Tuesday, October 09, 2012





Still, Opportunity



During last week's presidential debate in Denver, President Obama stated

When it comes to corporate taxes, Governor Romney has said he wants to, in a revenue-neutral way, close loopholes, deductions — he hasn't identified which ones they are — but thereby bring down the corporate rate. Well, I want to do the same thing, but I've actually identified how we can do that.

And part of the way to do it is to not give tax breaks to companies that are shipping jobs overseas. Right now you can actually take a deduction for moving a plant overseas.

Former governor Romney replied in part "The second topic, which is you said you get a deduction for getting a plant overseas. Look, I've been in business for 25 years. I have no idea what you're talking about. I maybe need to get a new accountant."

First, pundits expressed wonderment at Obama's failure to jump on Romney's quip "I maybe need to get a new accountant."   Perhaps he could have asked Romney for the name and number of his accountant so that he, too, might be able to pay at a rate of 13.7%.  "While you're at it," Obama might have mentioned, I'd like to consult your financial consultant, so that maybe Michelle and I could make $21.7 million too; I know a lot of other Americans would like to get in on that."

Of course, in terms of policy (rather than politics), how Mitt Romney made his millions is more significant than how much he got, though reactions from the debate demonstrate that in politics, style trumps substance.

Fact-checkers eagerly analyzed Obama's contention that companies receive tax breaks for shipping jobs overseas, which prompted Romney's denial that such an IRS preference exists.   The consensus, it appears, is that companies receive a deduction for moving expenses for shifting jobs anywhere, abroad or domestically.

Jobs moved from one community to another- as private equity firms like Bain Capital practically specialize in- disrupt communities (permanently damaging some), slash benefits for its employees, and slash the jobs of other employees. Nevertheless, the damage done to the country is eclipsed by offshoring.    That is one way, the guy who claimed Wednesday a President should be "fighting for jobs for the American people" was right in the center of the drive to destroy the American workforce.   The Washington Post in June found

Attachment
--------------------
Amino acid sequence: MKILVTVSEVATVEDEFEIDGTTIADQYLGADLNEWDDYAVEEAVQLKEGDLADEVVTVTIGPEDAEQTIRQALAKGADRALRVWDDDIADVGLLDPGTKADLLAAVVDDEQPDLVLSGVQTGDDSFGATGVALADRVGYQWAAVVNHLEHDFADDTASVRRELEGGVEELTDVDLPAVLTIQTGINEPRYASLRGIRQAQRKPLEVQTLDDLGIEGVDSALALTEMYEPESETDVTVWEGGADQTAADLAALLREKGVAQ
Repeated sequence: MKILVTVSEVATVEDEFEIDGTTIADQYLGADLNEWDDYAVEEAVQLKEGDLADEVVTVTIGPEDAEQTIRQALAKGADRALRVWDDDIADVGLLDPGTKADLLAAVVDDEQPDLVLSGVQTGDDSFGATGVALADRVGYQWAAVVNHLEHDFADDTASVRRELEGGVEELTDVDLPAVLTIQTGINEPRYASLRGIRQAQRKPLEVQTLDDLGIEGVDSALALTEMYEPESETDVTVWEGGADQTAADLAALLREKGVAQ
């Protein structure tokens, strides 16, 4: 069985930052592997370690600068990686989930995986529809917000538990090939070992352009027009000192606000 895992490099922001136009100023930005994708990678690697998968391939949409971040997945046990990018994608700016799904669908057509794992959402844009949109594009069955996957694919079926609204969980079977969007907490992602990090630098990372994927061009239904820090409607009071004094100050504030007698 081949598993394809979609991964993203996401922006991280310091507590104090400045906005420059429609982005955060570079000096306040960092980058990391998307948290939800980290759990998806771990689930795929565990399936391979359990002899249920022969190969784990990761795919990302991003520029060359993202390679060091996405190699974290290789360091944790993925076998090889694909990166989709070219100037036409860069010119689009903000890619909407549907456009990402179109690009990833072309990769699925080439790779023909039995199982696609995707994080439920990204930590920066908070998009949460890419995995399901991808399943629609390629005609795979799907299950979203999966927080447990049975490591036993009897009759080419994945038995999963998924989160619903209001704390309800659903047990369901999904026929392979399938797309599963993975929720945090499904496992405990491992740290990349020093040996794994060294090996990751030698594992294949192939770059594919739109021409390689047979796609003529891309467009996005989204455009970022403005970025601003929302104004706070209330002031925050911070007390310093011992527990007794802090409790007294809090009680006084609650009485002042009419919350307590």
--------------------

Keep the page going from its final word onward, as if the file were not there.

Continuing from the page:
Mitt Romney’s financial company, Bain Capital, invested in a series of firms that specialized in relocating jobs done by American workers to new facilities in low-wage countries like China and India.

During the nearly 15 years that Romney was actively involved in running Bain, a private equity firm that he founded, it owned companies that were pioneers in the practice of shipping work from the United States to overseas call centers and factories making computer components, according to filings with the Securities and Exchange Commission.

During this Administration, congressional Democrats have twice (twice!) attempted to lure jobs from abroad- and both times been thwarted by the Gas and Oil Party.  In October, 2010

Senate Republicans, aided by four Democrats and Connecticut's Joe Lieberman, torpedoed the proposed law, which sought to stimulate U.S. jobs with a tempting two-year tax break for businesses that brought overseas jobs back to the country and a new tax on products imported back to the U.S. from companies that ship production out of the country. The bill also would also have made it illegal for off-shoring companies to deduct expenses that they incur when shipping jobs overseas.

Almost two years later, a similar effort failed in Congress.  ABC News reported

Under existing law, employers may take tax deductions for the costs associated with moving jobs out of the country. The proposed legislation would have eliminated that, and used the resulting new revenue to fund a 20 percent tax credit for the costs companies run up “insourcing” labor back into the U.S. The bill failed by 56-42. A count of 60 was required to end debate and move to a final vote.

"A count of 60 was required" by the GOP leadership in the Senate, which has demanded that cloture be approved before practically any Democratic initiative.   All 53 Democrats, joined by New England Republicans Snowe, Collins, and Brow,n voted to impose cloture while all other Republicans voting (42) voted to keep jobs in foreign countries.

Let's take inventory.   The two efforts aimed at enticing corporations to bring jobs back to the country Republicans love so dearly garnered the support of 106 Democrats and the opposition of five Democrats, and the support of four Republicans and the opposition of 82 Republicans.

Certainly, it was the responsibility of Barack Obama to make this point in some fashion.  But not only did the President neglect to describe GOP obstruction of his struggle to help the country, he didn't even slam Congress.  That is political malpractice from a President facing re-election with at least one chamber controlled by the opposition party.

It wouldn't have taken much for President Obama to echo the words of the Senate Majority Leader, who noted "It's fairly easy to see why Republicans are blocking our bill to stop outsourcing.  They're obviously defending their presidential nominee, who of course made a fortune by shipping jobs overseas."    Harry Reid understands that Mitt Romney is vulnerable on outsourcing and the tens of millions of dollars he made off the misery of American families, and the Obama campaign needs to understand it, too.




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